Occupy Albany protesters rally for a raise in the state's...

Occupy Albany protesters rally for a raise in the state's minimum wage on the Great Western Staricase at the Capitol in Albany N.Y. (May 29, 2012) Credit: AP

Despite a big push from Assembly Speaker Sheldon Silver (D-Manhattan) and at least tacit support from Gov. Andrew M. Cuomo, the conventional wisdom in Albany is that a proposed increase in New York's minimum wage won't go anywhere before the legislature adjourns next week.

Here's hoping the conventional wisdom is right, for once. A minimum wage hike continues to be a bad idea, and Senate Majority Leader Dean Skelos (R-Rockville Centre) and his Republican caucus have had good reasons for opposing it.

The Democrat-dominated Assembly last month passed Silver's bill raising the state's hourly minimum by 17 percent, from the $7.25 federal level to $8.50 an hour, and allowing it to rise with inflation in the future. But the case for a higher wage floor hasn't gotten any stronger since the speaker first put it on the table back in January.

To begin with, the main selling point is a false pretense: the notion that large numbers of New Yorkers are struggling to get by solely on the measly $15,000 a year generated by a full-time minimum-wage job. In fact, according to the state Office of Temporary Disability Assistance, the average placement wage for welfare recipients transitioning to work is already $8.50 an hour.

New York's working poor also qualify for big cash transfers from the state and federal governments, including Food Stamps, the Earned Income Tax Credit and other refundable tax credits. These programs can almost double the annual income of a single parent working full-time in a low-wage job.

Most research continues to suggest that minimum wages reduce employment opportunities, especially for the young and unskilled. Further evidence of this comes from a new study by economists Richard Burkhauser of Cornell University, Joseph Sabia of San Diego State University and Benjamin Hansen of the University of Oregon.

The trio looked closely at what happened in New York between 2004 and 2006, when the state raised its minimum wage by $1.60 to $6.75 per hour. Their main finding: Employment dropped by more than 20 percent for individuals aged 16 to 29 who lacked a high school diploma.

If proponents are correct in estimating that Silver's bill would raise wages by nearly $1 billion, that means it would also be equivalent to a $1-billion tax hike for affected employers. Supporters have tried to turn even this negative into an economic positive, claiming the increased purchasing power of low-wage workers would stimulate a net job gain in New York.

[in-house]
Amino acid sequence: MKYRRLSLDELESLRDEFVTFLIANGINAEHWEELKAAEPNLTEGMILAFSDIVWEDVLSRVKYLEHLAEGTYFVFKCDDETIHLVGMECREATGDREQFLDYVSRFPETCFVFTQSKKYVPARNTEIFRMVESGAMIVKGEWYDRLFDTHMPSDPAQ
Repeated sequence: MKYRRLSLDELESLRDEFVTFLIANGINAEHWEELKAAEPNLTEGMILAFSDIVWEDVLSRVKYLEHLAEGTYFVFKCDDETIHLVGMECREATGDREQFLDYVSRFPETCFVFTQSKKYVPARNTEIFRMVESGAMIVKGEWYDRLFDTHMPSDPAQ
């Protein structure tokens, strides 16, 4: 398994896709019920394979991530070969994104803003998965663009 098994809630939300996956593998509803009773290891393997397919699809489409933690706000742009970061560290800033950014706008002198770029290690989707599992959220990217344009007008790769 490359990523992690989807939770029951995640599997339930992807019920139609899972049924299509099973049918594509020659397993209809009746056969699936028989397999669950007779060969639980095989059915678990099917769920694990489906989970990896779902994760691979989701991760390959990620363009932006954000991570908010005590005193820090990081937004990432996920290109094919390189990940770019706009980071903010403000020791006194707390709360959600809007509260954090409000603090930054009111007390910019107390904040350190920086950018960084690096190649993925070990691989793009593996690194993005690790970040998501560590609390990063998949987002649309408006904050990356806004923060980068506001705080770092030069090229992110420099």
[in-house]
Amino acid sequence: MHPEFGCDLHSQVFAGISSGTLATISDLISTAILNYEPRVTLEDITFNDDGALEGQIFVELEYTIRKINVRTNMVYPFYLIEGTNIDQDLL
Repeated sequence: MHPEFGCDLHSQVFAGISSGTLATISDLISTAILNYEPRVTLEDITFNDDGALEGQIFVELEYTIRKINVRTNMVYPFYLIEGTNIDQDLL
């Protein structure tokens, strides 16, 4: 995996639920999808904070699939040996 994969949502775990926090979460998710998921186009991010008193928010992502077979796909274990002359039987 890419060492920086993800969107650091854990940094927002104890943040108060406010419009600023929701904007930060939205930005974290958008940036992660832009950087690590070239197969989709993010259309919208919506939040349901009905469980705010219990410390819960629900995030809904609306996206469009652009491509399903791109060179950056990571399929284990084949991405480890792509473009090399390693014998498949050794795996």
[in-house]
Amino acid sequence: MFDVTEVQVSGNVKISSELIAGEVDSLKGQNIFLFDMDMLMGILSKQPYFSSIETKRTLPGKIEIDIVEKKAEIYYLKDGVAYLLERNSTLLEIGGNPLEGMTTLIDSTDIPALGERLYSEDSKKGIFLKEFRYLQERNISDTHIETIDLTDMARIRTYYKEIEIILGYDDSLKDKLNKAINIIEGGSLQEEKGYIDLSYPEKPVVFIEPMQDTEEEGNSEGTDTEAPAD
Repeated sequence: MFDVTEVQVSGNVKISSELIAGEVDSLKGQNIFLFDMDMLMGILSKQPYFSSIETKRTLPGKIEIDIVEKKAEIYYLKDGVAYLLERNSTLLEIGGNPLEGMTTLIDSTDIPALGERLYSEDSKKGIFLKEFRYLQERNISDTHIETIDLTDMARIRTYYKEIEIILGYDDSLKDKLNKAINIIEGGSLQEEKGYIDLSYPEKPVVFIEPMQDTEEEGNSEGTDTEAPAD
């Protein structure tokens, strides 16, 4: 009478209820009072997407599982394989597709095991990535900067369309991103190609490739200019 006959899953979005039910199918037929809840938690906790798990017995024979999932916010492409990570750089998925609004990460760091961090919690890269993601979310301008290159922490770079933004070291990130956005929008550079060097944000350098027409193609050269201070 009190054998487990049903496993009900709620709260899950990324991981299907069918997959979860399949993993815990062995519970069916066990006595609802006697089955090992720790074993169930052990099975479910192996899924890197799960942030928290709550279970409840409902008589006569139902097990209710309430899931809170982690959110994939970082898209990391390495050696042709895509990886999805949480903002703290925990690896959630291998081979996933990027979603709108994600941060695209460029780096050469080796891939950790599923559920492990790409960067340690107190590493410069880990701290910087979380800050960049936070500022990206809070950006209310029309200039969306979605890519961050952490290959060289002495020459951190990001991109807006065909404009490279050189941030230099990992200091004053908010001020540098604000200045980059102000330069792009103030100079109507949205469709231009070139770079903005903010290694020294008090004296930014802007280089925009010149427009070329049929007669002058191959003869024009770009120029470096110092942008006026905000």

But by that logic, why stop at $8.50? Why not $10, or $20?

The problem is that the money wouldn't drop out of thin air. Employers forced to pay more will reduce their own consumption, hire fewer workers, invest less in their businesses, or raise prices for consumers. None of those things will help the economy grow.

Questionable reasoning aside, the state Capitol has seen no lack of moral posturing around this issue. Some advocates for the poor have embraced a wage hike out of altruistic motives, but the real impetus for this election-year proposal is political. Raising the minimum wage is a perennial lobbying priority of organized labor. That's because it would reduce competition for the dwindling number of unionized private-sector workers, who generally are paid more. It also would add to the competitive edge for large, partially unionized companies like Costco, the big-box wholesaler, which broke with most of the business community in endorsing Silver's bill.

If New York's minimum wage is forced up, the main losers are likely to be young, unskilled workers and the businesses that employ them, especially small firms already operating close to the margin.

Three years into an unusually weak economic recovery, with unemployment rising again, why promote a policy that puts anyone's job at risk?

E.J. McMahon is senior fellow at the Manhattan Institute's Empire Center for New York State Policy.

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